CHARLESTON, WV (WOWK) — Just days after the West Virginia Legislature wrapped up its 60-day session, there is already talk of a special session. The focus would be to fix problems in the correctional system. This has been an ongoing problem for years, and now it is getting worse.
West Virginia now has more than 1,000 vacancies at its jails and prisons, including correctional officers and staff. State and union leaders say those shortages are making the facilities more dangerous.
Last August, a state of emergency was declared over staffing and financial problems in the jails, and the national guard was called into help. Most everyone agrees the big problem is pay. For example, federal corrections as well as prisons and jails in most of our neighboring states pay much higher average salaries than West Virginia. So, many trained officers here cross the border for better pay.
“So, we go to try to keep up. And not just try, we’ve got to keep so, you know, so that people want to come here and they want to stay,” said Elaine Harris, of the Communications Workers of America, the union that represents correctional officers.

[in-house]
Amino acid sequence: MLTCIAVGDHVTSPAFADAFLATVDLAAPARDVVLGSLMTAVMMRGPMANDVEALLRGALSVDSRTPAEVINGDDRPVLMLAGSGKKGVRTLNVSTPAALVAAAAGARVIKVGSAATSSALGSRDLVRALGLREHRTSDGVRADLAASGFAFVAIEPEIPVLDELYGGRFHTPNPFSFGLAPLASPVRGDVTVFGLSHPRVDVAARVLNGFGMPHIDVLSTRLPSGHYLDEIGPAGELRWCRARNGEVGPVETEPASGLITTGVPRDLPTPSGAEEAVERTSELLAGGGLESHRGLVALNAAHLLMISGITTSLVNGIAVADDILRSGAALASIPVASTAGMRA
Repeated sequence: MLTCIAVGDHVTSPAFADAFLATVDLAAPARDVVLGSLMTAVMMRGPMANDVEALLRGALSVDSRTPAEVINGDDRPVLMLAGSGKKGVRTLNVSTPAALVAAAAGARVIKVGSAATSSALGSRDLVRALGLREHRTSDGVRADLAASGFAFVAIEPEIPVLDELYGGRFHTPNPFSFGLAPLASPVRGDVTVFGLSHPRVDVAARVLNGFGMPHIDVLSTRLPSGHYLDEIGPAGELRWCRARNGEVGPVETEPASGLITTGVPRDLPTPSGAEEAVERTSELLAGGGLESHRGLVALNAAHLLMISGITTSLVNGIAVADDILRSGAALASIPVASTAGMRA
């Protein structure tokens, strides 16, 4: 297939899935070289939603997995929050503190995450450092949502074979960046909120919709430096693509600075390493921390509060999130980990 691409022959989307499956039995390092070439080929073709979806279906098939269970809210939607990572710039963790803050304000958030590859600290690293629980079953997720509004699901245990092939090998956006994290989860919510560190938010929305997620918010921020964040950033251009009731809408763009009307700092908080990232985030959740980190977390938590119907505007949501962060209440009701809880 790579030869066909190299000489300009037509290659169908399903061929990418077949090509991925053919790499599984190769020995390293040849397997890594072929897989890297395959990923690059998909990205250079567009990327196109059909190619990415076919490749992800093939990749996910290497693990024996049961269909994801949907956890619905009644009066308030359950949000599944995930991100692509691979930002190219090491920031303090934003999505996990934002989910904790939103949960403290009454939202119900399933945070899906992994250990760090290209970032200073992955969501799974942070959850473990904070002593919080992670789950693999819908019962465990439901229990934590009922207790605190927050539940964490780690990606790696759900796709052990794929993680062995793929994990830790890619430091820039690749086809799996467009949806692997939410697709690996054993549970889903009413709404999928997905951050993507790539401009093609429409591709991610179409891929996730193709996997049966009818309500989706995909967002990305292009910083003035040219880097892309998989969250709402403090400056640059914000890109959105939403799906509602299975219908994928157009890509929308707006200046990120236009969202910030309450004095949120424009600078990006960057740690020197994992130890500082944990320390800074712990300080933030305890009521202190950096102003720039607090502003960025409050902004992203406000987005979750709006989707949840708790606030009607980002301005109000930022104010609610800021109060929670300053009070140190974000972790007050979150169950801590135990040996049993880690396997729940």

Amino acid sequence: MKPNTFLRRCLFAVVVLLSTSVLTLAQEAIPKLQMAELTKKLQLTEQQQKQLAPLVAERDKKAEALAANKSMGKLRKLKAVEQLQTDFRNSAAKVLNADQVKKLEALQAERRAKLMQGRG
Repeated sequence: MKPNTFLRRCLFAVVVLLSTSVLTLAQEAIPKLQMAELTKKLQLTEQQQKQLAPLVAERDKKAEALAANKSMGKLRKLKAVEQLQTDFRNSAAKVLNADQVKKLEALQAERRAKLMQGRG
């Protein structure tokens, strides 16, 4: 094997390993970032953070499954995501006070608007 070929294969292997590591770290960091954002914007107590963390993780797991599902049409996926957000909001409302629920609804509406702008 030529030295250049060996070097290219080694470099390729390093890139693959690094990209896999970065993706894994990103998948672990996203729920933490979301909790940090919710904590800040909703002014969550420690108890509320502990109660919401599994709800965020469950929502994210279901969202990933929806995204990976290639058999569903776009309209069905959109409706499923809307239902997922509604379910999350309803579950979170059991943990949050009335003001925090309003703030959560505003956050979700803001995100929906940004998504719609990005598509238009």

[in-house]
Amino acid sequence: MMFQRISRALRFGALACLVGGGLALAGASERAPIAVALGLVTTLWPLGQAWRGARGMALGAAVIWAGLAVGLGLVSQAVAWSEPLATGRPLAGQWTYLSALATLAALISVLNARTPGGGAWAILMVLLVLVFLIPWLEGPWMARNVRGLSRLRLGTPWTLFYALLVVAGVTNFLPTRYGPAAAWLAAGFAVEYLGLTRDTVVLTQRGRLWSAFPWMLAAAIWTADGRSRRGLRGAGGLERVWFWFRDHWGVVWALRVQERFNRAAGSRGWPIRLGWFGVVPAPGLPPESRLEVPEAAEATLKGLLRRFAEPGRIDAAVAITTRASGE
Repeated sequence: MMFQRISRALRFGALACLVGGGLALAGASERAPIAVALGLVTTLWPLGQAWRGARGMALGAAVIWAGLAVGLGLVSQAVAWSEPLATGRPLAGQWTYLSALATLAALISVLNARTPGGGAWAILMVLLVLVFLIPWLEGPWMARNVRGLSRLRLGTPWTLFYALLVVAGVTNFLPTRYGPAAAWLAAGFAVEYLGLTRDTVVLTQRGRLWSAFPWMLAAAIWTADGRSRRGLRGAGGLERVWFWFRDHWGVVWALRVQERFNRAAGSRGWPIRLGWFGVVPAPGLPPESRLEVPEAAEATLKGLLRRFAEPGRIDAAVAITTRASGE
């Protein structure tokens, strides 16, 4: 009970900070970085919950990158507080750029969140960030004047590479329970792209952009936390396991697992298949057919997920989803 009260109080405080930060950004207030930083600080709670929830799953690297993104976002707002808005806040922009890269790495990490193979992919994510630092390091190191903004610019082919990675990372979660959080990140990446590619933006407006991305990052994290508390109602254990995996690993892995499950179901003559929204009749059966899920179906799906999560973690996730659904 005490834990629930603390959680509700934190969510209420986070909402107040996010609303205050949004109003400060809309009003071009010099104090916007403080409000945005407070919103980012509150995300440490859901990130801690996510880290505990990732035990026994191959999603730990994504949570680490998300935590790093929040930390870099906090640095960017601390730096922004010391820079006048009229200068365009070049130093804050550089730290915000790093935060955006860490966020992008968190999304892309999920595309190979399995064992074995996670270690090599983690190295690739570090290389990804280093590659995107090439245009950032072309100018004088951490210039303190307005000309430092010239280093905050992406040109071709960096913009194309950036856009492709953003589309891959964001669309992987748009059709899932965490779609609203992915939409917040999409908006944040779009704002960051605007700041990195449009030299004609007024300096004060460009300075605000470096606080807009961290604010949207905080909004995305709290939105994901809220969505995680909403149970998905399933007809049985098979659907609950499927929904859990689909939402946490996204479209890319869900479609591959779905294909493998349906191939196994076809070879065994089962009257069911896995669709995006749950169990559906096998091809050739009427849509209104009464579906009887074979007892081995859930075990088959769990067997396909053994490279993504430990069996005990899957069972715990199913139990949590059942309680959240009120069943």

“We have to focus on it. We had 60 days to do something. And when you have record, after record, after record surpluses like the governor says, why not put focus where our needs are? Our correctional system, our jail system. We need to fix it and we need to fix it now,” said Del. Doug Skaff, (D) Kanawha – Minority Leader.
There was a bill in the legislature to raise the base pay for all corrections officers by $10,000, but in the end, they all got the same $2,300 raise that all other state employees will receive.
Right now, Kentucky and Virginia are the only states in the region to pay less for correctional officers than West Virginia.